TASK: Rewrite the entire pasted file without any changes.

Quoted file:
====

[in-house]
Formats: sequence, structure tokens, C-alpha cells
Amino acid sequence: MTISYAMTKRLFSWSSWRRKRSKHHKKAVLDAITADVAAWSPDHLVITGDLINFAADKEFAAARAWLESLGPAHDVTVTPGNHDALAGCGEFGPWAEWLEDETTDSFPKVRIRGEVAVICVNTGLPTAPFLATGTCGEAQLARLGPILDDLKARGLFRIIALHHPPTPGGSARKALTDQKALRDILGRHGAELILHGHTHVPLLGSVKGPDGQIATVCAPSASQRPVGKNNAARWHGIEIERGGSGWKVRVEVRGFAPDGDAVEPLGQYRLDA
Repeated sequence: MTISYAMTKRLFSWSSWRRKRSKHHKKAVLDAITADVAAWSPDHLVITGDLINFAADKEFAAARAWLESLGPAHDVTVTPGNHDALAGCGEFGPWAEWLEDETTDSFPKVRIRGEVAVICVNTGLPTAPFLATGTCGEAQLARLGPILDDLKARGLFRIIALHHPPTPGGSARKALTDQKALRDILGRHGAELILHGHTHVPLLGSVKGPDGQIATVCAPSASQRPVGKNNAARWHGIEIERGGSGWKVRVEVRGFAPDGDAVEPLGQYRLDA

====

[in-house]
Formats: sequence, structure tokens, C-alpha cells
Amino acid sequence: MTISYAMTKRLFSWSSWRRKRSKHHKKAVLDAITADVAAWSPDHLVITGDLINFAADKEFAAARAWLESLGPAHDVTVTPGNHDALAGCGEFGPWAEWLEDETTDSFPKVRIRGEVAVICVNTGLPTAPFLATGTCGEAQLARLGPILDDLKARGLFRIIALHHPPTPGGSARKALTDQKALRDILGRHGAELILHGHTHVPLLGSVKGPDGQIATVCAPSASQRPVGKNNAARWHGIEIERGGSGWKVRVEVRGFAPDGDAVEPLGQYRLDA
Repeated sequence: MTISYAMTKRLFSWSSWRRKRSKHHKKAVLDAITADVAAWSPDHLVITGDLINFAADKEFAAARAWLESLGPAHDVTVTPGNHDALAGCGEFGPWAEWLEDETTDSFPKVRIRGEVAVICVNTGLPTAPFLATGTCGEAQLARLGPILDDLKARGLFRIIALHHPPTPGGSARKALTDQKALRDILGRHGAELILHGHTHVPLLGSVKGPDGQIATVCAPSASQRPVGKNNAARWHGIEIERGGSGWKVRVEVRGFAPDGDAVEPLGQYRLDA